Today he lies in a white silk lined coffin at the Rashleigh Mausoleum above Readymoney Cove. He lies alongside his wife, Catherine, who died a year later at Woodhill, Hatfield, in Hertfordshire. The Rashleigh Mausoleum had been built in 1866, cut into the face of the cliff, on the crowning summit known as St Catherine’s Hill. The actual site had been a former gun battery and the mausoleum was excavated into the ground complete with an arched vault made of white fire-bricks.
In 1874 The West Briton and Cornwall Advertiser paid tribute to Rashleigh:-
“That the late Mr Rashleigh liked the open sea as much as his neighbours we have proof in the rocky proximity of his dwelling to that element, his admiration being further shown by the appropriate choice of its name, borrowed from the title of the trident god himself; a devotion that, like the true loyalty to a liege lord, went beyond life, and lodged him, when he departed, in a rock-hewn grave, to be near and overlook, as it were, in death the azure realm he had made the close friend of his life.”
Point Neptune passed to the Rashleigh’s only child, Edith Frances (1849-1905).
A wealthy woman, she would marry Sackville George Stopford-Sackville, the MP for Northamptonshire North, in 1875. His work at Northamptonshire County Council and as a Justice of the Peace and Deputy Lieutenant for that county meant he split his time between the ancestral home at Drayton House and London. The 1881 census shows her husband in Northamptonshire while Edith is ensconced at Port Neptune with 8 servants. On her death in 1905 the house would revert to her husband and remain unoccupied.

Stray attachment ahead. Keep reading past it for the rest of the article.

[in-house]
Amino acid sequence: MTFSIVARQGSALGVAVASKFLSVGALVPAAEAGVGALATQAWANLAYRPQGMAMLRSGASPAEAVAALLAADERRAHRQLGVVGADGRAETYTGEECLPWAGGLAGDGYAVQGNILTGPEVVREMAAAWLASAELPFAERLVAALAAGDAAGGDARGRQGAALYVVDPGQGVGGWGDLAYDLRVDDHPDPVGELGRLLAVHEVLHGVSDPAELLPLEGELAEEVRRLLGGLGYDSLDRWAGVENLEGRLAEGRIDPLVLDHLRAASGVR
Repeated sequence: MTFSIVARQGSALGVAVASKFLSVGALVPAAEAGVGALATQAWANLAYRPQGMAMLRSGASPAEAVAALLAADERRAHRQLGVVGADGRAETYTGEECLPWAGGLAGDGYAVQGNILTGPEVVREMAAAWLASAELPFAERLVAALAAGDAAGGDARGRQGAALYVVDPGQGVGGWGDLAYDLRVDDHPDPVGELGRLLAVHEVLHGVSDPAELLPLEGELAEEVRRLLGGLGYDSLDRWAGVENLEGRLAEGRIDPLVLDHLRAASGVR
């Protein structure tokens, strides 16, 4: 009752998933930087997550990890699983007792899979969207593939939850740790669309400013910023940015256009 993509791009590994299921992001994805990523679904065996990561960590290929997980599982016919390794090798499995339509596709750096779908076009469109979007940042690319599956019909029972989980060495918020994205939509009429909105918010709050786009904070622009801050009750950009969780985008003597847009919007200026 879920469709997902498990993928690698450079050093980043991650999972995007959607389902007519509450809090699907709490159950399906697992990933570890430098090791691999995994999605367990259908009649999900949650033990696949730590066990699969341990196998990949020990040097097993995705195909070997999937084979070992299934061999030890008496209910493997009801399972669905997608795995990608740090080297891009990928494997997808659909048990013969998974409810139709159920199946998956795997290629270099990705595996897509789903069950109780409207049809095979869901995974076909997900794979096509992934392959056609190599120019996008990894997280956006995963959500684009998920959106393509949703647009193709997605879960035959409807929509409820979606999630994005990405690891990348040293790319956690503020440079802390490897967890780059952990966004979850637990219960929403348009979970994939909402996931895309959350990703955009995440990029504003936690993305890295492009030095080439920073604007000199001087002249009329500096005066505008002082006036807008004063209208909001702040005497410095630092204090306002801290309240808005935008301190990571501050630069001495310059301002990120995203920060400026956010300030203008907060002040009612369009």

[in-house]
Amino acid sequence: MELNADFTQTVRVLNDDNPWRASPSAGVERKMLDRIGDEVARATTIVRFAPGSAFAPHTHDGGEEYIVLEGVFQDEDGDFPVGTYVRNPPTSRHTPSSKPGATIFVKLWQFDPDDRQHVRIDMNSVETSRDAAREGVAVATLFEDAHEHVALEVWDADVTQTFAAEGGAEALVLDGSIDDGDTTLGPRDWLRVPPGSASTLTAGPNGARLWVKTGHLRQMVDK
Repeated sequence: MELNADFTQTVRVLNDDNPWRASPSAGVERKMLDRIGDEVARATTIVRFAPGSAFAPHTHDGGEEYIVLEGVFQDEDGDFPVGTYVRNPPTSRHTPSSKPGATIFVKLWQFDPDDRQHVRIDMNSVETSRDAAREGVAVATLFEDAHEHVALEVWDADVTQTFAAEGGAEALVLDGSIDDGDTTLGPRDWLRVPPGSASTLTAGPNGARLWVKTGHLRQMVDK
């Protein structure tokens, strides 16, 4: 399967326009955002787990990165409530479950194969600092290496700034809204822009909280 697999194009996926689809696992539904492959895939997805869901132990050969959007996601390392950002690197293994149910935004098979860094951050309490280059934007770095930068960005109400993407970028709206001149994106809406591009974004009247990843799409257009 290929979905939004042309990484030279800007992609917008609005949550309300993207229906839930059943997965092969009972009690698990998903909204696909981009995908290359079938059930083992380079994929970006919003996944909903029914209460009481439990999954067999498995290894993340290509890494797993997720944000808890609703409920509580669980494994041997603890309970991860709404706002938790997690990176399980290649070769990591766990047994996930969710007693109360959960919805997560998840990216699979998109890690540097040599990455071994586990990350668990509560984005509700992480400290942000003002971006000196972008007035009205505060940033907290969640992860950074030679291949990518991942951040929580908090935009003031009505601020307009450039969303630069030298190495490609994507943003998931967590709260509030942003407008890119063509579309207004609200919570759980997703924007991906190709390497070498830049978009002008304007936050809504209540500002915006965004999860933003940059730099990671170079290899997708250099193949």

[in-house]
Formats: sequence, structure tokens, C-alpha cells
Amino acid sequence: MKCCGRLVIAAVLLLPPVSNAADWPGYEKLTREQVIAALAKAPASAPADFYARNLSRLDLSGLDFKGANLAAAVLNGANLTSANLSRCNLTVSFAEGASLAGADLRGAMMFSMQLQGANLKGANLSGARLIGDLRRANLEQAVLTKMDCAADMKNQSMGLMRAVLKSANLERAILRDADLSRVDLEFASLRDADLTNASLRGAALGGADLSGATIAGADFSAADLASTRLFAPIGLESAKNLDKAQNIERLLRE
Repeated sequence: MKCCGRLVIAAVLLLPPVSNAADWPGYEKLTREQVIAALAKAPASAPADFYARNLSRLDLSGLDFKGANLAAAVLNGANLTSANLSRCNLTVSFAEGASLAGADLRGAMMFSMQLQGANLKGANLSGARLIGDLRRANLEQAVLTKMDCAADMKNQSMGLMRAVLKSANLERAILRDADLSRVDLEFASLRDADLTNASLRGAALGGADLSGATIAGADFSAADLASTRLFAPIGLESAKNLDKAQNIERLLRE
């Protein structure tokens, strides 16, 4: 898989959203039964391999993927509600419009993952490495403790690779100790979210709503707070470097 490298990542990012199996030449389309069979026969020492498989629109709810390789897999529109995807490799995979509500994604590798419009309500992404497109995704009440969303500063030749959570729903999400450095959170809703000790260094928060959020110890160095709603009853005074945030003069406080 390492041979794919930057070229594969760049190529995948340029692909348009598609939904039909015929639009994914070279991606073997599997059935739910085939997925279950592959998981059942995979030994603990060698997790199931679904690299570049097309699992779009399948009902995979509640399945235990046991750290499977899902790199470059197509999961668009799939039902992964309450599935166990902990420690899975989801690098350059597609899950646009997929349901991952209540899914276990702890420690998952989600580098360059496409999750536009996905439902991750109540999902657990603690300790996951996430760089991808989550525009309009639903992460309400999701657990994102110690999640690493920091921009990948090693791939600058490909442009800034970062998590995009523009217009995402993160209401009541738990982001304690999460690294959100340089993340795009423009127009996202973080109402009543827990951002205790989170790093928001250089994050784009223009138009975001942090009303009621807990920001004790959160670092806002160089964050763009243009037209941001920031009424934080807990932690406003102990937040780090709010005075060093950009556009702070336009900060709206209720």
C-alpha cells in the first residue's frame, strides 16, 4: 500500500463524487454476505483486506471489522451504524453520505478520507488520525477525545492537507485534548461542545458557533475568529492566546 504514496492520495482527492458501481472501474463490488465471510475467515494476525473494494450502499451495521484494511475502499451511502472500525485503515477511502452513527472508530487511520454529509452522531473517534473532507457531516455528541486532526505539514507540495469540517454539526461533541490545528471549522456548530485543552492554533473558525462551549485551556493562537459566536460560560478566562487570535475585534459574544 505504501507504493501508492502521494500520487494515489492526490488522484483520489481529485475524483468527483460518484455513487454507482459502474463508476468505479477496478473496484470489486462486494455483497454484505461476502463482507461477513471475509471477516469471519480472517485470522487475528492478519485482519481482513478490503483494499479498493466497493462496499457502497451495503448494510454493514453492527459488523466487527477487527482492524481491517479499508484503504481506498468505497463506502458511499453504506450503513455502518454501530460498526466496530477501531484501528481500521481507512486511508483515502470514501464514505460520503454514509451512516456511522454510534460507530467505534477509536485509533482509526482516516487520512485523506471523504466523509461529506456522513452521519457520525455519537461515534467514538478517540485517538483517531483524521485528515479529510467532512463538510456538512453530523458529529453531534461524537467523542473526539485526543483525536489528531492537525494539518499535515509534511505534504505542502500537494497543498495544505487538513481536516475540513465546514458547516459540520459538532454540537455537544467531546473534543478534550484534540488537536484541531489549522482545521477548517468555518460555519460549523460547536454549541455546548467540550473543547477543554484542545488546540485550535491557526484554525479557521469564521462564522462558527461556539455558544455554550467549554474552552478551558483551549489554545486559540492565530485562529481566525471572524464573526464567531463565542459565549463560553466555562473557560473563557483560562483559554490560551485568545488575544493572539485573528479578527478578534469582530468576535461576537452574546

According to writer Hilary Macaskill, ‘a guidebook of 1892 describes Point Neptune as the “beautiful and pleasantly situated marine residence of William Rashleigh esq”, commending its fine view of the harbour, the carriage road leading to it that wound its way alongside the high slate wall, and the footpath at its side. “the use of which Mr Rashleigh and his lady have generously and opportunely presented to the respectable inhabitants of Fowey of all classes”.
The next owner of Point Neptune was the Reverend William Eastleigh Henry Cotes (1857-1935).
Educated at Cambridge he spent a lifetime in the church serving in Worcester, Kent and London. He rose from modest beginnings and would soon have a house in Portland Place, London, with his wife, Maria Anne, and their son, John Charles Cecil Cotes (1890-1925).
In 1911 Cotes employed 7 servants to attend the household. Two of these, the cook and kitchen assistant, were brought up to London from Cornwall. A man of wealth he would use Port Neptune for many years as a summer retreat.
His son, John, would eventually move to Readymoney Cove with his wife, Dorothy, and live below Point Neptune in the Beach Cottage. He had served with the Royal Naval Air Service but would die of heart failure following a bout of influenza. His father would outlive him by ten years.
In 1921 Cotes put the Point Neptune estate up for auction. It was described as a granite residence of 14 rooms, seven cottages, gardens, timbered grounds, and covering an area of 12 acres. There were no bids for the estate but the marine villa attracted offers from £3,000 to £4,300. At this figure the property was withdrawn but there were interested parties keen to enter private negotiations.⁴